If the university balances its budget this year and for two more consecutive years, and pays a total of $5.9 million of that debt, PASSHE will forgive the remaining $34.4 million.
The budget summary the university provided shows Cheyney expects to make $2.28 million in debt principal payments in the 2019-20 school year, but it does not indicate who will receive those payments.
Enrollment is up
Cheyney officials said the university’s fall enrollment was up nearly 32 percent (149 students) over last year, said Erika Shehata, director of institutional advancement.
That figure represents the largest increase in enrollment for any school in the state system, according to figures released by PASSHE this week.
Overall enrollment for the state system was down 2.6 percent for the fall semester, according to PASSHE. Three other schools saw enrollment increase, but each by 2 percent or less.
Cheyney still has the lowest enrollment of the 14 universities in the state system.
The school, which is the oldest Black university in the country, has 618 students enrolled for the fall semester in 2019. The state school with the next-lowest enrollment is Mansfield University, with 1,683 students.
The freshman retention rate (the number of first-time students last year who returned this fall) hit a two-decade high of 70 percent, Shehata said.
However, the latest enrollment figures were the second-lowest at the school in the last decade. Enrollment at the school has been on a downward trend for 10 years — from a high of 1,586 in 2010. In 2018, enrollment at the school plummeted 38 percent from the previous year, according to state figures.
A federal whistleblower lawsuit filed in July alleged Cheyney has inflated enrollment figures and misused federal scholarship dollars.
Accreditation at risk
PASSHE’s Board of Governors will meet on Oct. 16 and 17 to review financial audits for 2018-19 spending plans and 2019-20 proposed budgets for the 14 member schools.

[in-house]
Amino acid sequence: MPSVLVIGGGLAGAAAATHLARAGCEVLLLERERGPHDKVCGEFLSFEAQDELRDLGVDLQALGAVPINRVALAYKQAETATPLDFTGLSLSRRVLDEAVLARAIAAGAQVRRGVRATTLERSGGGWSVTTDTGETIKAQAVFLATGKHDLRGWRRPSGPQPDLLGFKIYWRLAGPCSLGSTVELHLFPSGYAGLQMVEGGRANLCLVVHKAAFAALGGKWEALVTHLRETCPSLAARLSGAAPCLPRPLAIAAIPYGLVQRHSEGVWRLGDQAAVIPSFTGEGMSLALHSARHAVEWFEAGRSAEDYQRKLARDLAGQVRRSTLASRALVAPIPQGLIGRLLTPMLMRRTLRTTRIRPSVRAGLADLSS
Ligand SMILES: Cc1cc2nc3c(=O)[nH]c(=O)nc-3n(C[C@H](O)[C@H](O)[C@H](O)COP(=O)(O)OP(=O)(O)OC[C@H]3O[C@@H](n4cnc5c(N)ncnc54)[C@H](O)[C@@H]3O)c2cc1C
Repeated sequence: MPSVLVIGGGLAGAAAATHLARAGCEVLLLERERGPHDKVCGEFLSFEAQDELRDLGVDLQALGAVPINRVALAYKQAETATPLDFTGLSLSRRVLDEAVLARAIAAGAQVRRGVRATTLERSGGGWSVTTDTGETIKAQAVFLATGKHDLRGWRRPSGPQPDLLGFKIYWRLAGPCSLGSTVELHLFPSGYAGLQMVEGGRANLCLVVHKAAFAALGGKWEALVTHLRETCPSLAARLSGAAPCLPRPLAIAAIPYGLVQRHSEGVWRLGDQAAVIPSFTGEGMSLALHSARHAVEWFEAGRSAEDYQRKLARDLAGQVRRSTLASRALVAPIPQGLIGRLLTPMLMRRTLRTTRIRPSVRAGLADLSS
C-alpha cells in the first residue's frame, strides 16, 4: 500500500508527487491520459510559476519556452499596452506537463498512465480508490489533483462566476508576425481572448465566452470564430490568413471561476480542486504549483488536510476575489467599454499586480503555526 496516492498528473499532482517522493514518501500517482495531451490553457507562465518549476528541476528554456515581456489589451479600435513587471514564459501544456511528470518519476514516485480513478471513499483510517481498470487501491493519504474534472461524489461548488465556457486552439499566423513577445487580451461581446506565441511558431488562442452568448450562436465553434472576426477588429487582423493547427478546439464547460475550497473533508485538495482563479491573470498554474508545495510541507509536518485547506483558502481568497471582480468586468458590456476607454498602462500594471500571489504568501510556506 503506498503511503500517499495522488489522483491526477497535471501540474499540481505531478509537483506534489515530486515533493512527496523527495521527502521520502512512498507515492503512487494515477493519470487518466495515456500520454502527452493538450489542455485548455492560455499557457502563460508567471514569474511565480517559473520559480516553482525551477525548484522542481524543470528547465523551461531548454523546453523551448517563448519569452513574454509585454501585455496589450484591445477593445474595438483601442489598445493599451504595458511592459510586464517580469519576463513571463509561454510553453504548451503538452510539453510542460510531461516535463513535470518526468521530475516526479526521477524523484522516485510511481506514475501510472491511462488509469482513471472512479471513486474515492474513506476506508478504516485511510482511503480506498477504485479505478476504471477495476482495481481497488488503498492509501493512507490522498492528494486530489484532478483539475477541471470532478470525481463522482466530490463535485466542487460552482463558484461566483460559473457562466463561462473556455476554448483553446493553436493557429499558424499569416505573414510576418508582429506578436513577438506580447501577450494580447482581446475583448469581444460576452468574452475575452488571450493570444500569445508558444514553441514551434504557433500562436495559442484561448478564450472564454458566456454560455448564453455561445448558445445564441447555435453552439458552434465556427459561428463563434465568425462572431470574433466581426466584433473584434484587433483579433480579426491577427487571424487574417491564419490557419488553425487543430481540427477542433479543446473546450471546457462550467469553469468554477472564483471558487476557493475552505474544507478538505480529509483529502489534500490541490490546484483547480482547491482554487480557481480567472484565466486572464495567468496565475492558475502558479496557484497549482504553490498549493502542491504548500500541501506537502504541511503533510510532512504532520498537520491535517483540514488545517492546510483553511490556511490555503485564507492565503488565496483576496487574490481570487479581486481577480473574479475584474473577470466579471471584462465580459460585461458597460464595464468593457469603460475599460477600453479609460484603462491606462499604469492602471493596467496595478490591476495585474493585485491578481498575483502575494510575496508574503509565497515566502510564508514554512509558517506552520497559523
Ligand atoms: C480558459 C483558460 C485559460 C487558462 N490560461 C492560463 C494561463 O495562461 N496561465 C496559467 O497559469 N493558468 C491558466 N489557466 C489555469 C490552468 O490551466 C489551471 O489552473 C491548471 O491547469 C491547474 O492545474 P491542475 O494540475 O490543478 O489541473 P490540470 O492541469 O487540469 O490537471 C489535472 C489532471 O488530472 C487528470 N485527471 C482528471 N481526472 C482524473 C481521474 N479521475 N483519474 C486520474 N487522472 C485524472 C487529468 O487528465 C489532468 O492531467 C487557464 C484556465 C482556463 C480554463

Weeks later, on Nov. 21, the Middle States Commission on Higher Education, the regional accrediting body, will decide whether Cheyney will be allowed to keep its accreditation.
The commission put Cheyney on probation in 2015, citing concerns with the way the university has managed its finances.
That same year, the U.S. Department of Education began monitoring Cheyney over administrative oversight issues regarding $29.5 million in federal funds it received between 2011 and 2013. The department again placed Cheyney on its“Heightened Cash Monitoring 2” list in the most recent update in September.
The Middle States Commission on Higher Education has twice given the university an extension to balance its budget, pay off its debts and develop better financial practices. There is no mechanism to extend the probation for a third year.
Daniel Greenstein, chancellor of the state system, said last year that Cheyney would likely lose its accreditation this year due to mounting debt.
If Cheyney loses its accreditation, the university cannot participate in federal aid programs, cutting off millions of dollars in federal funding to the school and its students. Approximately 72 percent of first-time students received federal grants and 78 percent received federal loan aid in the 2017-18 school year, according to federal data. Loss of accreditation and federal funding would effectively shut down the university.
Walton said university officials are doing what they can to prevent that outcome.
Bogle said the challenges facing Cheyney were “probably the most critical” in the school’s history.
“I believe, not only have we come a long way, but we will be successful,” he said.
Asked what he would tell Cheyney students about the issues facing the university, Walton said he and university officials were “staying focused on what is in [students’] best interest.”
“Our role,” Walton said, “is to make sure we provide a quality education and wholesome experience for the students. … Their role is not to try to worry about what’s going on at the university. That’s my job.”
Michael D’Onofrio is a reporter for the Philadelphia Tribune, where this story first appeared.